The days of endless rows of file cabinets chock-full with customer files are numbered as more companies provide their customers with online access to policies, billing statements and claims reporting.As insurers grapple with regulatory changes, mergers and acquisitions and fast-changing technologies, enhancing operational efficiency and providing top-notch customer service has never been more important.
The current wave of content management solutions are providing carriers with new ways to compete by easing the challenging and time-consuming task of information management.
Insurers can use content management solutions to access the most up-to-date policy and claims data about an insured and review all of the correspondence, statements and other materials related to an insured's policy in one, centralized location.
As with other IT tools that can positively impact a carrier's operational efficiency, content management requires some preparation.
Before insurers make any technology investment, executives need to understand the company's current environment. Does the company need quicker access to files, streamlined workflows, decreased paper storage costs or increased document security?
After completing an environmental analysis and identifying organizational goals, carriers can then begin to analyze which processes they need to change.
A thorough review of the existing workflow environment is essential when considering the implementation of new technologies.
Insurers don't want to fall into the trap of facing the same limitations they encountered in their manual environment because their processes were not changed to take advantage of the new technology.
The next step is to develop an implementation plan that accounts for the changes in the new environment. As part of the plan, insurance executives should secure buy-in from all impacted areas and departments; allow for an adequate testing period for all impacted areas to work out the glitches; and establish a realistic timeframe and a contingency plan for any unexpected issues.
The introduction of any new solution to an organization is bound to cause apprehension. That is why it is important to evaluate how the new solution will impact the company's current processes and determine whether the system fits into the company's workflow or requires major changes for the company's staff.
When evaluating compatibility, carriers also should consider what the learning curve is to use the new system, and how the system implementation timeframe fits within their plan.
Today's content management market offers solutions rich with features, but features for features' sake may cause unnecessary headaches.
Decision-makers need to make note of which features are mandatory for their success and find the solution that has demonstrable expertise with these capabilities.
For example, if document security or automatic retention management is high in importance, then a system that offers the right level of security or automates the management of how long a document is kept on file or purged should be considered.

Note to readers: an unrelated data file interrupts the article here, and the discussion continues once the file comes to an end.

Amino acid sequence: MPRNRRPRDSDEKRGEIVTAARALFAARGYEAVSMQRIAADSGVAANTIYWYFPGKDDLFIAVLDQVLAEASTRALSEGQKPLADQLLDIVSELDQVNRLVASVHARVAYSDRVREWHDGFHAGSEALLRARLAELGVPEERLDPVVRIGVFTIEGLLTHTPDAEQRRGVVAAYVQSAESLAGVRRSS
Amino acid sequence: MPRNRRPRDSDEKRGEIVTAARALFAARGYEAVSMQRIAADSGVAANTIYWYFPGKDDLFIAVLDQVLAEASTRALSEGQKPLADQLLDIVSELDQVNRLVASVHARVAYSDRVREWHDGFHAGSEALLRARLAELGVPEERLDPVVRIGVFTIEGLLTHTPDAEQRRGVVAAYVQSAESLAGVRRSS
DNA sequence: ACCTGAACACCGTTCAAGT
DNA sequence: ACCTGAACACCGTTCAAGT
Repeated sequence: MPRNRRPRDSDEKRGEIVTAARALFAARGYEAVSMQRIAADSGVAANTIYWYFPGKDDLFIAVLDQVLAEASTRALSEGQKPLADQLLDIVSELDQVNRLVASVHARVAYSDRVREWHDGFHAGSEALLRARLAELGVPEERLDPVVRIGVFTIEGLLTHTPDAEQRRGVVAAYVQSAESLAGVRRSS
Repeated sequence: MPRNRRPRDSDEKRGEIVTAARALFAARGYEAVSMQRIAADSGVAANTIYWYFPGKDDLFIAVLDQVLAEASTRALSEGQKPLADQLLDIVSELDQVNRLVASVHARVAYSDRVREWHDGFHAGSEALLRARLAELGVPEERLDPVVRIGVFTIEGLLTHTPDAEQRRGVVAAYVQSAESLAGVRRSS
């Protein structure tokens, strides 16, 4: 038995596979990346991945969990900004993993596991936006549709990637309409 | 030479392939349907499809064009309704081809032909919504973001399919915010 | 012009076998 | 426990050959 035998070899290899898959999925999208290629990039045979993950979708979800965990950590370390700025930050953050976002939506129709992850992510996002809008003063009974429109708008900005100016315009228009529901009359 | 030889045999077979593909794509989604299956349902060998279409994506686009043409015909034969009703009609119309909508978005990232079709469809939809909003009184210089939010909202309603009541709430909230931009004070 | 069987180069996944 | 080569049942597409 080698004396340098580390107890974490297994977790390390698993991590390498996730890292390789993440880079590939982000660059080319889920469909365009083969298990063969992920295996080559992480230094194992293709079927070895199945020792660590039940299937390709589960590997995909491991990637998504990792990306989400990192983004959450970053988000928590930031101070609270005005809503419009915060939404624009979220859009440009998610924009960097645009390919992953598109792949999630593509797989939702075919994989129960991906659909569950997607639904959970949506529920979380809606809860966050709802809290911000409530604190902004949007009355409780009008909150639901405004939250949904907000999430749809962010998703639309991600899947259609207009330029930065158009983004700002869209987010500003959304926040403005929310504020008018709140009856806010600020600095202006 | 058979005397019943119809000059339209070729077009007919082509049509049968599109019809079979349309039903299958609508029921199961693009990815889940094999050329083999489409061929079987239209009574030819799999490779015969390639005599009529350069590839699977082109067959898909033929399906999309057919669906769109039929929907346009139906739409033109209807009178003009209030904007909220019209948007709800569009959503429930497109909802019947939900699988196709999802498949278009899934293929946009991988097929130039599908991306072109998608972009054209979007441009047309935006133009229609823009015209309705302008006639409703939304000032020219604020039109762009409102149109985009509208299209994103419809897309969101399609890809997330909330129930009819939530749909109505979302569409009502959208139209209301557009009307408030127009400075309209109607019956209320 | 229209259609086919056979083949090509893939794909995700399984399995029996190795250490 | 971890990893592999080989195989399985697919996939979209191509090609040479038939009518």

It is important that the solution offers the company enough capacity to store current volumes as well as have the scalability to support future growth.
It also needs to offer sufficient response time for document retrieval; otherwise, users will abandon the solution for a quicker one.
Also, be wary of a solution that is too robust, because the additional features may introduce complexities that the company is not prepared to address or control.
When evaluating a vendor, executives should determine if the vendor understands the insurance industry, has a strong reputation for supporting its clients, and is financially stable.
Check to see if references are available and whenever possible have the project manager speak with the actual implementation team at the referenced company.
Reap the rewards
To reap all the potential benefits from a new content management system, insurers must educate and prepare all impacted areas for the new system; develop a realistic implementation plan the company is prepared to follow; and select a system that will meet at least 80% of the requirements.
With this accomplished, the company is now in a position to reap the benefits of a content management system.
By using a content management solution to create a centralized location for all document storage-both paper and electronic-companies will see improvement in document retrieval, and consequently better client service.
Furthermore, a single repository, which enables document sharing within the office and with remote locations, can provide decreased print, mail, copy and storage costs.
If a company is able to realize just a few of these rewards, it will be able to operate more efficiently and cost effectively, providing an advantage in today's market.
Teresa Douglas is a senior market manager, insurance, for Docucorp.
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